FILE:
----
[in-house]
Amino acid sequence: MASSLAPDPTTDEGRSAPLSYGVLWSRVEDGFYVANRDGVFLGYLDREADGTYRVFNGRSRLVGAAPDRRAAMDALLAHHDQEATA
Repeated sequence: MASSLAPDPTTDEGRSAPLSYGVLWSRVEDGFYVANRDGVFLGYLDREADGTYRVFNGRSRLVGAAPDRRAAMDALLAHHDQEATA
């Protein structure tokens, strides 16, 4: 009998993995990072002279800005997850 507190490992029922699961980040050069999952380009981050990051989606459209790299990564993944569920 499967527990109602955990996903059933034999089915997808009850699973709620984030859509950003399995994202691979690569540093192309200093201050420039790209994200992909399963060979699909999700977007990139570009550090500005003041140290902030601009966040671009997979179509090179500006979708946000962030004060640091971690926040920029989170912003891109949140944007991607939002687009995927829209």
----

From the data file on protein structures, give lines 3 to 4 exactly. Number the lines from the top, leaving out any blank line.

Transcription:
Repeated sequence: MASSLAPDPTTDEGRSAPLSYGVLWSRVEDGFYVANRDGVFLGYLDREADGTYRVFNGRSRLVGAAPDRRAAMDALLAHHDQEATA
């Protein structure tokens, strides 16, 4: 009998993995990072002279800005997850 507190490992029922699961980040050069999952380009981050990051989606459209790299990564993944569920 499967527990109602955990996903059933034999089915997808009850699973709620984030859509950003399995994202691979690569540093192309200093201050420039790209994200992909399963060979699909999700977007990139570009550090500005003041140290902030601009966040671009997979179509090179500006979708946000962030004060640091971690926040920029989170912003891109949140944007991607939002687009995927829209």